Wanterfall: A Practical Approach to the Understanding and Healing of the Emotions of Everyday Life
We all experience emotions – and the experience is not always pleasant. Being sensitive by nature, we are inevitably vulnerable to these feelings. But must we be helpless? What exactly are emotions, anyway? Where do they come from, how many are there, are they any use to us – and, if we don't like their effects, is there any way to get rid of them?
Drawing on a variety of sources including western psychology and eastern philosophy, as well as the experiences of a long and varied medical career, the author describes a simple and practical model which can be used to understand, and potentially to relieve, the emotional distresses of everyday life.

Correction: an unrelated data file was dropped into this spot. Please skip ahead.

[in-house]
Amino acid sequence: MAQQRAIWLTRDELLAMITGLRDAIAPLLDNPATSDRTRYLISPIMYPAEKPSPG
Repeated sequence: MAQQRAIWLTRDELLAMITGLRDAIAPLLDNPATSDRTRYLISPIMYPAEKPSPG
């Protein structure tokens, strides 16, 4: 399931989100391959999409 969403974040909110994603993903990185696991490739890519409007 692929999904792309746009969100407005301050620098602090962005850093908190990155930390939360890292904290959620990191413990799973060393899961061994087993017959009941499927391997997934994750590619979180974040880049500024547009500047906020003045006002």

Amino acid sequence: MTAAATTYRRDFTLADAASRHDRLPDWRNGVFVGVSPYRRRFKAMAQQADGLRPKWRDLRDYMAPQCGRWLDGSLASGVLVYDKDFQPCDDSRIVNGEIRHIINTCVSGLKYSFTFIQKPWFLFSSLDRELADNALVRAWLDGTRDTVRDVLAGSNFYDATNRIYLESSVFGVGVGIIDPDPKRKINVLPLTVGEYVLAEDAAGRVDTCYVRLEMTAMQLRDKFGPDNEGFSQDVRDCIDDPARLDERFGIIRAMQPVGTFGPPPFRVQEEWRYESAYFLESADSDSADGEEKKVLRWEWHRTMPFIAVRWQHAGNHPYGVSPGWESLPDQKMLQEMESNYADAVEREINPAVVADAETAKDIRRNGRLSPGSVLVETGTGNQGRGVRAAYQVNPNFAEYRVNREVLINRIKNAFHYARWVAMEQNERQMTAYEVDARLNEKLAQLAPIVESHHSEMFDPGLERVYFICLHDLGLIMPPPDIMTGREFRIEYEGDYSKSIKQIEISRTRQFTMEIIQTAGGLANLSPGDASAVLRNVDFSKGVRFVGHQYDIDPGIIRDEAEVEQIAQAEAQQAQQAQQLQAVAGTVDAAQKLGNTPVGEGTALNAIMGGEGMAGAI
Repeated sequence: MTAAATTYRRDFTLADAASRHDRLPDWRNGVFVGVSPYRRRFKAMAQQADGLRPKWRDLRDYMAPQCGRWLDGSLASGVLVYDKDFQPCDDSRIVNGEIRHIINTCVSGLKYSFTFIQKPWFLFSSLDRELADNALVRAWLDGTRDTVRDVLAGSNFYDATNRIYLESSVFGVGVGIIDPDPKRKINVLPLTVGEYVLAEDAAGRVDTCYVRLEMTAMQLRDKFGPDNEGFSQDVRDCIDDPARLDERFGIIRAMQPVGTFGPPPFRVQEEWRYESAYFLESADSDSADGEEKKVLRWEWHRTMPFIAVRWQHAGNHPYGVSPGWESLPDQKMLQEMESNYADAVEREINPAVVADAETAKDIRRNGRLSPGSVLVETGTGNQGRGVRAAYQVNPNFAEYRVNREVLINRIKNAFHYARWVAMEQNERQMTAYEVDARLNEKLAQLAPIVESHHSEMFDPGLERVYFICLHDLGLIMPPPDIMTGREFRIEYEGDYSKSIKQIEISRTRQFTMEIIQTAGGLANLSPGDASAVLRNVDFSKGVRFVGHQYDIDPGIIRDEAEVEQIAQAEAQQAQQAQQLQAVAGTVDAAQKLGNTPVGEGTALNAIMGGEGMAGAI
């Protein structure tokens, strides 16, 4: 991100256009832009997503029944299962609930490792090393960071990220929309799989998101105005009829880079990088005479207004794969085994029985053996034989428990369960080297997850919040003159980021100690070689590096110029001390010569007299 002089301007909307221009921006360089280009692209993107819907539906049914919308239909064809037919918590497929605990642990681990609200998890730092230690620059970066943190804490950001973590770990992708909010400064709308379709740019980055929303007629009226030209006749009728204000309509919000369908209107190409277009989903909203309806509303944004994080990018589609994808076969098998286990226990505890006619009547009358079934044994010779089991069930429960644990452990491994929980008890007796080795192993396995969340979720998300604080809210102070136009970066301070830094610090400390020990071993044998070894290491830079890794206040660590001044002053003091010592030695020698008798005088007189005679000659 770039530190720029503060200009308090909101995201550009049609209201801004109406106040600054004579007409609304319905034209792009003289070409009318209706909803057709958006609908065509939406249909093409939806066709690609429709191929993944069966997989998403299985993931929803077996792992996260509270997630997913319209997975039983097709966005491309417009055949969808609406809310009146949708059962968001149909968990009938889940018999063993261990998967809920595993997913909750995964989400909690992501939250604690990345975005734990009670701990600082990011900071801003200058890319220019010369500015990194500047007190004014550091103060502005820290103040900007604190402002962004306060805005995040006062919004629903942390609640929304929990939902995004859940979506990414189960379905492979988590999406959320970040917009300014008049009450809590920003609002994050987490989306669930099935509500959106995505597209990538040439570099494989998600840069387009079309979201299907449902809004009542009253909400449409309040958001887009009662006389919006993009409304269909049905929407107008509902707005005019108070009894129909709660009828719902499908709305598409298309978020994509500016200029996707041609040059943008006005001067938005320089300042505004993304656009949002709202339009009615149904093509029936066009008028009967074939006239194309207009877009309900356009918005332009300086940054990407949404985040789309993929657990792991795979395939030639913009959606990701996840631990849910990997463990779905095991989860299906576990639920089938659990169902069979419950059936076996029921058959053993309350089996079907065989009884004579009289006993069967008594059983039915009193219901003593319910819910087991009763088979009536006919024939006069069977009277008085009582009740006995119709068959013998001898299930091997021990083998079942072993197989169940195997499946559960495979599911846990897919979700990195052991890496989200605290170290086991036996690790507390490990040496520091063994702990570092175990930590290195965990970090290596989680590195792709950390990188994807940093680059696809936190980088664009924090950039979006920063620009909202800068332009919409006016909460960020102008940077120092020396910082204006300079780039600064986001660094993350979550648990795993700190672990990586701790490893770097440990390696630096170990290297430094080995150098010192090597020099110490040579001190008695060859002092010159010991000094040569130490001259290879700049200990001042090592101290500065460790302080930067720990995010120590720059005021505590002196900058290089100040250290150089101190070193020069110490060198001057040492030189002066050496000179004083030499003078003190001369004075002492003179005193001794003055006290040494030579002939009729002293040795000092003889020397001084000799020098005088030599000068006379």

The book is both a subjective exploration of, and a practical guide to dealing with, the emotional aspects of human experience. However, it is not a form of therapy, and the techniques described in it should not be practised during the course of a mental illness. Mental illness requires medical treatment – whereas this book mainly offers mental exercise.
The elements of the model described have always existed, but they are presented here in a way which the author considers potentially useful to a wide audience. A single underlying cause for our many emotions is suggested. Their complex effects on daily life are then discussed in detail, and simple techniques for their exploration and resolution are described.
This book is written for anyone who would like to understand the human mind better – or who would simply like a happier and calmer life. However, it certainly does not guarantee either result. Nor does it pretend to explain life's underlying mysteries – which words cannot, in any case, effectively address.
On the other hand, a better understanding and fuller resolution of emotions allows a clearer view of the mental landscape. That might well lead to a more peaceful and joyful life. But it would be an optional extra – bought with your own hard work.
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